Barris and Anderson regularly mined their own lives, past and present, for laughs on “Black-ish.” One early episode finds Dre opening the doors to the Johnson family’s fridge, which — to his children’s horror — is bare aside from a small cluster of items. “This is what my refrigerator looked like when I was growing up,” Dre says. “It’s not empty — there are five meals in here. There’s a ketchup-baking soda sandwich. There’s a ketchup and bologna sandwich. And if you’re really feeling fancy, you got your ketchup-bologna-baking soda sandwich.”

“Black-ish,” the most visible Black family sitcom to premiere since the mid-aughts, generated buzz from the start with its pointed title and authentic references to Black culture. But the show found its heart in episodes that tackled serious topics — the use of the n-word and, in a pivotal Season 2 episode, police brutality — without sacrificing humor. “Black-ish’s” multigenerational perspective — Dre’s parents lived with the family — helped to enrich those conversations, which often spilled onto social media.

Brown said that several episodes from the show’s early seasons sparked conversations within his real-life family. That was certainly true of “Hope,” which aired in 2016, two months after a Cleveland grand jury declined to indict officers in the fatal shooting of 12-year-old Tamir Rice. In the episode, it’s Jack who prompts a family discussion by asking why protesters “are so mad” in a scene inspired by a conversation Barris had with one of his sons. “I think that was the first time where my family really sat down and talked to me” about police violence against Black people, said Brown, who was 11 when the episode aired.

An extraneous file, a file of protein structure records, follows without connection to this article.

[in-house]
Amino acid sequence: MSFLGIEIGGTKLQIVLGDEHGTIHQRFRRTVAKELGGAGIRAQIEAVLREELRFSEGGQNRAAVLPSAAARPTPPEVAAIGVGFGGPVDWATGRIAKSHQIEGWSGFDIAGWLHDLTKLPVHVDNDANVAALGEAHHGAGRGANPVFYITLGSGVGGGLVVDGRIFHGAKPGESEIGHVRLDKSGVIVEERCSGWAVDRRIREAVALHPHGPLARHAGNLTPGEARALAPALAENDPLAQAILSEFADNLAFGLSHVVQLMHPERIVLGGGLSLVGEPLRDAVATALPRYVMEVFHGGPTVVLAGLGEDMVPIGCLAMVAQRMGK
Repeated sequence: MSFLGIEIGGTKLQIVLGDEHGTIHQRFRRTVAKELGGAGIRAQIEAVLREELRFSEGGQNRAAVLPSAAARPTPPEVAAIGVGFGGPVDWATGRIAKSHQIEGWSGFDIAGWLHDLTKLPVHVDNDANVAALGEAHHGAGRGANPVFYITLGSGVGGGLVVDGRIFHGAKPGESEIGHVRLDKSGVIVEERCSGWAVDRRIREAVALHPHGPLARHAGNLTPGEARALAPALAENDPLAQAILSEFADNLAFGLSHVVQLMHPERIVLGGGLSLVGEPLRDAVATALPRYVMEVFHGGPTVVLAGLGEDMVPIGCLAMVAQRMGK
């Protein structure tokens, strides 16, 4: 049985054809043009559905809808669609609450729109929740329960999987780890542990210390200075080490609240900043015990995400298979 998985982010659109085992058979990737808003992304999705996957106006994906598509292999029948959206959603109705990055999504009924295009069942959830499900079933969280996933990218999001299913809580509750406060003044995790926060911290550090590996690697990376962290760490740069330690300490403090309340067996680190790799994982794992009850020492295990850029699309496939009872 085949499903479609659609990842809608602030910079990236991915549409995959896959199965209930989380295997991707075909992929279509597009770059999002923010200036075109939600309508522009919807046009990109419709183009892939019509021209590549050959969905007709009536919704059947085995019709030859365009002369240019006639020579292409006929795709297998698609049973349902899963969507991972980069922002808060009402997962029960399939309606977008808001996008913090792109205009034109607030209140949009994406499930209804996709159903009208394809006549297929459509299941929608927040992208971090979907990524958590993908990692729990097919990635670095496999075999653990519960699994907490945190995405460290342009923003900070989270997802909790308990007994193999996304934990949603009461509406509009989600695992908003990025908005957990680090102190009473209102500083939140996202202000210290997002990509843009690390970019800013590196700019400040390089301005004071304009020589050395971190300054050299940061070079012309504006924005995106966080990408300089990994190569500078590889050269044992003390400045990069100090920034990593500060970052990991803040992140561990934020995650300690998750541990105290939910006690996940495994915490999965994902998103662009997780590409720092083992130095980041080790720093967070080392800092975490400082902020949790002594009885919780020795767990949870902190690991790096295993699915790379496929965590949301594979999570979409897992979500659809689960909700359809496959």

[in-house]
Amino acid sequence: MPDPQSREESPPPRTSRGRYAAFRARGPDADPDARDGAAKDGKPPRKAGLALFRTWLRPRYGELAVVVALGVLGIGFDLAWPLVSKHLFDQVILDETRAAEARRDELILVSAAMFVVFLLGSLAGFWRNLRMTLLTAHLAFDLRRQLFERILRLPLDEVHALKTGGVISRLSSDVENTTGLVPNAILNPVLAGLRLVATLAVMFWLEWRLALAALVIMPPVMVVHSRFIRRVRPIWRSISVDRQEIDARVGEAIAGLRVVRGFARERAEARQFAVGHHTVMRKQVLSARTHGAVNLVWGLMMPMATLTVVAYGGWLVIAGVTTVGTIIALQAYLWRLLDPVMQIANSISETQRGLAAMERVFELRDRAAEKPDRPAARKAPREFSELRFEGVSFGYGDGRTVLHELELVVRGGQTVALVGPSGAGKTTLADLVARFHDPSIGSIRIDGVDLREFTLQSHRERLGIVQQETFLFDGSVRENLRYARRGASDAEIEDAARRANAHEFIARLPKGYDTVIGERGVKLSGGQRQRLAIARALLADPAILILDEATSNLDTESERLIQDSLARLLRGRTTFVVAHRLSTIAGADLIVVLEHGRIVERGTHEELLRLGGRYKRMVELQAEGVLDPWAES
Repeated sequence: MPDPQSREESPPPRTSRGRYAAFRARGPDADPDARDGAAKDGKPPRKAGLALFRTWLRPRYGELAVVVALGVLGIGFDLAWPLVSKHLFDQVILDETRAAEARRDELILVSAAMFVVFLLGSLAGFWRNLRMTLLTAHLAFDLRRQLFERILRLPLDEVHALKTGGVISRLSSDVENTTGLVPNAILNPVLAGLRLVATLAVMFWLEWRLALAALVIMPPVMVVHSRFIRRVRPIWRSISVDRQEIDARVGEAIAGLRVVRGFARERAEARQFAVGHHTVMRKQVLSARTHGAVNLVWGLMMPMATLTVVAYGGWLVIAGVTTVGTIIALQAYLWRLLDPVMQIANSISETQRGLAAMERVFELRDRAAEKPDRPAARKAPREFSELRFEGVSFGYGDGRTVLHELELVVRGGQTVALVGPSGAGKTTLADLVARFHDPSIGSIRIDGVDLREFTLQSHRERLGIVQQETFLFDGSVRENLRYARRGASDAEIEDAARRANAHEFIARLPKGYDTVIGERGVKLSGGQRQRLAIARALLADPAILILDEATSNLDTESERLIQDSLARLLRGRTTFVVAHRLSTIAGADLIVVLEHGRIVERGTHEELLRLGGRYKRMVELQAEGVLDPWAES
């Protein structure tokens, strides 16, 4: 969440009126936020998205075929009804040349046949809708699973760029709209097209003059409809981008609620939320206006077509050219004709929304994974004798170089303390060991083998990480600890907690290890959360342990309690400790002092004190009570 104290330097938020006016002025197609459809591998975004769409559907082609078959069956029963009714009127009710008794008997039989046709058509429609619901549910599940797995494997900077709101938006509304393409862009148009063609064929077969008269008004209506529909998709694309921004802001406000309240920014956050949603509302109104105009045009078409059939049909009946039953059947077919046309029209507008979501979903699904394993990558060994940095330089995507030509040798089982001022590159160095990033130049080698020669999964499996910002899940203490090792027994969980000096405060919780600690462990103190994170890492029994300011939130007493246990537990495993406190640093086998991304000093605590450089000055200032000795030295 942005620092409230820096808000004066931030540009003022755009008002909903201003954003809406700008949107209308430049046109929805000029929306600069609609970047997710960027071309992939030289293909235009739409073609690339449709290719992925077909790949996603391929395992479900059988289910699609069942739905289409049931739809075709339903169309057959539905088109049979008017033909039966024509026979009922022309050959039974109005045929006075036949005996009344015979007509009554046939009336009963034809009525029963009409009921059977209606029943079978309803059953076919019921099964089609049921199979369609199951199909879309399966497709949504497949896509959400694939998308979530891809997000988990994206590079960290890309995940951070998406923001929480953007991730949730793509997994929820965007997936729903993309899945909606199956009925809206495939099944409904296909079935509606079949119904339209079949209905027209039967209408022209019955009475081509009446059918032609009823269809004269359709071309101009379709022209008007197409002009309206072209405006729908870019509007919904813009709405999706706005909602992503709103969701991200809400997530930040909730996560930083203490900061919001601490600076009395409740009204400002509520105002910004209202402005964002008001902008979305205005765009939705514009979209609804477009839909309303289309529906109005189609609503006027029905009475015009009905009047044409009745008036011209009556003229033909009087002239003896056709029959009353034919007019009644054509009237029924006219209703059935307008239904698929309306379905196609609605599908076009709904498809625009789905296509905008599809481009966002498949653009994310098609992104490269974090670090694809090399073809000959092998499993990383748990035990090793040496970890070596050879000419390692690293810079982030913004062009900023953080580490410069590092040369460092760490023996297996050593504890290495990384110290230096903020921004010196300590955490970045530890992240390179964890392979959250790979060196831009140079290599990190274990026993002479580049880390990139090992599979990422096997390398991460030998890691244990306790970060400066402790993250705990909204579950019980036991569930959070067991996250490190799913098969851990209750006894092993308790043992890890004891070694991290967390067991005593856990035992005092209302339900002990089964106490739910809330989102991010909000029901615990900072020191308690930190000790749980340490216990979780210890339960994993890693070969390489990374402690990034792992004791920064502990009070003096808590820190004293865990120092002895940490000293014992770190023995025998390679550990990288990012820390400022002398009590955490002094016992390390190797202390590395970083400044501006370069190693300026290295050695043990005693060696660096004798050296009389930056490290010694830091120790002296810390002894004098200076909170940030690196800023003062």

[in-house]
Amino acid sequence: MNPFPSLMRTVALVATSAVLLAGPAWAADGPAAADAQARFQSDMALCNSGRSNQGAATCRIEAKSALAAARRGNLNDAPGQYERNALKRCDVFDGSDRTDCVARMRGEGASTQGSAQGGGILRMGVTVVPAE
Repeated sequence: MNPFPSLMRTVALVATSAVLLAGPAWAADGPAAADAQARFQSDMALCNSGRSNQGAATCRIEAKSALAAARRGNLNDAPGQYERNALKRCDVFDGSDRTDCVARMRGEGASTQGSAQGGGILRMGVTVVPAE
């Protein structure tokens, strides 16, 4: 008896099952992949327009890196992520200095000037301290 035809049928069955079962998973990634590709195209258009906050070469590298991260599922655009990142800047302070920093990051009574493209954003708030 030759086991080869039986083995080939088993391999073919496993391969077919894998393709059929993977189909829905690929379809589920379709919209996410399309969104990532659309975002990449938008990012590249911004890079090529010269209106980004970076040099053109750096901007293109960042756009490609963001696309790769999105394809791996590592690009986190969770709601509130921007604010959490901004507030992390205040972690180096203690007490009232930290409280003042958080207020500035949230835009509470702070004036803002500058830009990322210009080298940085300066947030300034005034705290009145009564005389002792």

How ‘Blackish’ tackled police brutality while staying true to its roots

At a panel earlier this month at the National Museum of African American History and Culture, where the series is featured for its cultural relevance, Lewis said filming that episode marked one of her “hardest moments” on the ABC series because she saw her young co-stars “at that age, having to watch the police brutality on television … knowing that my mother had to suffer the same thing.”

For Shahidi, “Hope” was an opportunity to add layers to her character. “It’s the first time you see how deeply Zoey cares,” she said on the panel. “I feel like it taps on something generationally that so many of my peers were going through, in being a young Black person in the world and either feeling like you were going to breed such a deep sense of apathy and detachment for survival reasons, or you have to tap into the vulnerability in your support network.”

As the seasons went on, “Black-ish” covered more ground and took exciting risks. The Season 4 premiere took the form of a musical episode asserting Juneteenth should be a national holiday (years before it became one). The Johnsons shared their appreciation — or cluelessness, in the case of Jack and Diane — for Prince in the show’s 100th episode, which featured members of the family dressed as the late musical icon while lip-syncing his songs.

“Black-ish,” like its youngest stars, came of age in the social media era, which meant that both criticism and praise reverberated far and wide. So, too, did images from the show. Diane’s sardonic personality is captured for posterity in a famous GIF of Martin, with her hand on her chest and an incredulous look on her face.